Why you can’t keep off the weight you lose

Why can’t I keep the weight off? 

Weight loss can lead to a decline in your resting metabolic rate, or how many calories you burn while resting, Dr Chahal says. In 2016, American researchers published the results of a six-year long study following the former contestants on a weight-loss reality television show, The Biggest Loser. 

During the show, contestants lost an average of 125 pounds each. Six years later, however, researchers found that their resting metabolic rate was far slower than it had been before taking part in the show, meaning that they were burning fewer calories when in a state of rest and would have to work harder (and cut back on more calories) to keep the weight off. The result? They had regained much of the weight lost during the show.

We do not know exactly what mechanism causes weight loss to slow metabolic rate, says Dr Chahal, but the more weight you lose, the more likely your basal metabolic rate will adapt and reduce. Rapid, extreme weight loss makes it even more likely. 

Other changes can also get in the way of maintaining your weight loss. Hormones, for one. Ghrelin, the hunger hormone, will start to increase as you lose weight while leptin, a protein hormone signalling when you are full, will drop. This means you will want to eat. 

“There is also research suggesting that your genes can be involved in weight management as well,” says Dr Chahal. This set point theory states that our genetics, as well as environmental factors and early years experiences, help to establish your body’s weight set point- an innate weight range that your body tries to maintain. Once you fall below this set point, the hormonal and metabolic changes above kick in, explains Chahal. “It’s the body saying: ‘look, I’ve been at this weight for a very long time and now you’ve brought me down to lower weight. I want to try to get back to the original weight.’”

The psychology of yo-yo dieting

Biology aside, there may be psychological factors influencing your weight regain, suggests Dr Chahal. “Sometimes there are psychological triggers to weight gain. If the triggers return, the weight returns with them.” If you tend to reach for junk food when stressed, then a new deadline or looming redundancies at work can push against your weight loss.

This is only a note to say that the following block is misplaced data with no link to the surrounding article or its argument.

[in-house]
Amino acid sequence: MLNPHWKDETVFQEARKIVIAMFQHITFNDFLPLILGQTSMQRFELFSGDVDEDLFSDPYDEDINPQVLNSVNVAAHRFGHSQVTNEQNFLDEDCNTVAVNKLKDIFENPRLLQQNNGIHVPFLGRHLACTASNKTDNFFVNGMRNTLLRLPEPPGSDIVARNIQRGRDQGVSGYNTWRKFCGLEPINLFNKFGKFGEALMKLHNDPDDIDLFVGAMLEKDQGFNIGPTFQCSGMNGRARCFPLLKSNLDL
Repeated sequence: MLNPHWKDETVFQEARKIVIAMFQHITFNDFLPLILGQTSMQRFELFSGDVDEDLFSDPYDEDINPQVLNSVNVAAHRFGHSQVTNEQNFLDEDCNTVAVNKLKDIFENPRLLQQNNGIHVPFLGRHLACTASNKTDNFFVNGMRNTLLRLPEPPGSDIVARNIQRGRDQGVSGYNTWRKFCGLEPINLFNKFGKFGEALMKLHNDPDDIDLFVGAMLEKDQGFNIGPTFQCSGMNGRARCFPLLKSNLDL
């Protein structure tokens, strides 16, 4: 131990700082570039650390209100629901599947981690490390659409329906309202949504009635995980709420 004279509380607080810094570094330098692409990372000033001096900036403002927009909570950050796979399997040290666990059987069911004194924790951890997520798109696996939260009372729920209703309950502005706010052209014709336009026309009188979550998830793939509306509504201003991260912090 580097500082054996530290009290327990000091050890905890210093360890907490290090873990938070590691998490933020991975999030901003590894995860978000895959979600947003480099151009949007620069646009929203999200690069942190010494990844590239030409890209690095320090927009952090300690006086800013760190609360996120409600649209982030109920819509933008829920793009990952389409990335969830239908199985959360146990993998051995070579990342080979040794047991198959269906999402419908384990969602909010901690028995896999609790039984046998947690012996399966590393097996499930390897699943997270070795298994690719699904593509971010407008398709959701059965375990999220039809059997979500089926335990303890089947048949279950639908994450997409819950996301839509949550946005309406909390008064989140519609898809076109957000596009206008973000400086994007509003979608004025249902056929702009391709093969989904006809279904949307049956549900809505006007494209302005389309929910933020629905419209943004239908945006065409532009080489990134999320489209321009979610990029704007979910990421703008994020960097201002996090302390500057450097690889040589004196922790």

Even if your healthy habits are not tied to your mental health, restrictive diets can wear down your resolve and self-control over time. The popular Keto diet – which is high-fat, medium-protein and low-carb – is a good example, says Dr Chahal, because not all calories are created equal. “Fifty kilocalories of carbohydrates in brown bread, for example, will create a different insulin response to, let’s say, 50 kilocalories of protein.”

Calorie for calorie, carbohydrates create a bigger spike in insulin (the hormone that regulates your metabolism). More insulin means your body burns less fat. “This is why the Keto diet became so popular,” says Dr Chahal. But sustaining a no-carbs regime over a long period can be difficult, he explains. Soon enough, real-world routines reassert themselves and carbs re-enter your life.

“It’s not at all surprising that we regain weight. It’s how we’re built,” explains Prof Peter Rogers, a psychologist at the University of Bristol, whose research focuses on human appetite and weight control. “As mammals, we’ve evolved the capacity to store excess energy as body fat. That hedges against the time when it isn’t readily available.” For the privileged in today’s world, however: “Food is all around us. So we have to develop and exert countermeasures.”

Dieting and weight loss has two phases, Prof Rogers explains. At first, you need to significantly reduce the calories you consume, so that your weight drops. Once you find yourself at a healthy weight, you can increase your calorie intake a little. Raise it too much, however, and your weight will creep up again, so you still need to be mindful. This second stage is often the hardest, he suggests, because it is easier to do something dramatic, and with obvious gains for a month, than to do something sensible forever, with no motivating weight loss. This makes it easy to fall into a pattern of losing and regaining weight.  


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